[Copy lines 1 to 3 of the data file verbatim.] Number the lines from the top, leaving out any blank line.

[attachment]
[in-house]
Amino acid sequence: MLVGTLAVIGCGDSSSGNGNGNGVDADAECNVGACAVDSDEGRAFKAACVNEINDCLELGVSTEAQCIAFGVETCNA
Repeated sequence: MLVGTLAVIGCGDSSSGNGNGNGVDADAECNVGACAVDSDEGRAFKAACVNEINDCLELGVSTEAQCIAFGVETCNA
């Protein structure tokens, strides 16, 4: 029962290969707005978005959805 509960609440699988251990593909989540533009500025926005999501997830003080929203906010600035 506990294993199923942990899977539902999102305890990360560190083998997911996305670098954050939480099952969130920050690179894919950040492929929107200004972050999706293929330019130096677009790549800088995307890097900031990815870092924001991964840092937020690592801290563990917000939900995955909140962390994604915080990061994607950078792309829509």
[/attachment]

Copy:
[in-house]
Amino acid sequence: MLVGTLAVIGCGDSSSGNGNGNGVDADAECNVGACAVDSDEGRAFKAACVNEINDCLELGVSTEAQCIAFGVETCNA
Repeated sequence: MLVGTLAVIGCGDSSSGNGNGNGVDADAECNVGACAVDSDEGRAFKAACVNEINDCLELGVSTEAQCIAFGVETCNA